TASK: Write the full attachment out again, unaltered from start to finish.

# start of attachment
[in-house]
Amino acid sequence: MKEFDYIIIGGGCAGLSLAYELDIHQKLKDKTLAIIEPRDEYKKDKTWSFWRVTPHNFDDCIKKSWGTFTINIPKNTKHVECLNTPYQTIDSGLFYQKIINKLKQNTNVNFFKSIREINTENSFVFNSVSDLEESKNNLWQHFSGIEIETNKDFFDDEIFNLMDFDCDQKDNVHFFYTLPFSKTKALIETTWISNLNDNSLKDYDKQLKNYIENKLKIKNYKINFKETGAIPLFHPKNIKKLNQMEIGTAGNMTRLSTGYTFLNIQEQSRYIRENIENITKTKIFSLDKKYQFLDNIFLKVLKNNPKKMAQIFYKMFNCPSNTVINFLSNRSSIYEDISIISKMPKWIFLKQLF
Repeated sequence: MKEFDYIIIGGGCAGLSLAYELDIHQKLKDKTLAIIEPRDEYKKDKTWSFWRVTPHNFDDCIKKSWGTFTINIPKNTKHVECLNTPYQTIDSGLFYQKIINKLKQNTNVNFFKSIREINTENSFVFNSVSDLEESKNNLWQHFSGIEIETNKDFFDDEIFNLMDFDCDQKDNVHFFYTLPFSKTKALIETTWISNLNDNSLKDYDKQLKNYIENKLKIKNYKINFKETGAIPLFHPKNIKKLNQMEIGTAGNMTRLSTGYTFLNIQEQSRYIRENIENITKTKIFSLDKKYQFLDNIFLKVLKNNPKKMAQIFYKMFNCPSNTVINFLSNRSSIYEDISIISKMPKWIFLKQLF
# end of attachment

[in-house]
Amino acid sequence: MKEFDYIIIGGGCAGLSLAYELDIHQKLKDKTLAIIEPRDEYKKDKTWSFWRVTPHNFDDCIKKSWGTFTINIPKNTKHVECLNTPYQTIDSGLFYQKIINKLKQNTNVNFFKSIREINTENSFVFNSVSDLEESKNNLWQHFSGIEIETNKDFFDDEIFNLMDFDCDQKDNVHFFYTLPFSKTKALIETTWISNLNDNSLKDYDKQLKNYIENKLKIKNYKINFKETGAIPLFHPKNIKKLNQMEIGTAGNMTRLSTGYTFLNIQEQSRYIRENIENITKTKIFSLDKKYQFLDNIFLKVLKNNPKKMAQIFYKMFNCPSNTVINFLSNRSSIYEDISIISKMPKWIFLKQLF
Repeated sequence: MKEFDYIIIGGGCAGLSLAYELDIHQKLKDKTLAIIEPRDEYKKDKTWSFWRVTPHNFDDCIKKSWGTFTINIPKNTKHVECLNTPYQTIDSGLFYQKIINKLKQNTNVNFFKSIREINTENSFVFNSVSDLEESKNNLWQHFSGIEIETNKDFFDDEIFNLMDFDCDQKDNVHFFYTLPFSKTKALIETTWISNLNDNSLKDYDKQLKNYIENKLKIKNYKINFKETGAIPLFHPKNIKKLNQMEIGTAGNMTRLSTGYTFLNIQEQSRYIRENIENITKTKIFSLDKKYQFLDNIFLKVLKNNPKKMAQIFYKMFNCPSNTVINFLSNRSSIYEDISIISKMPKWIFLKQLF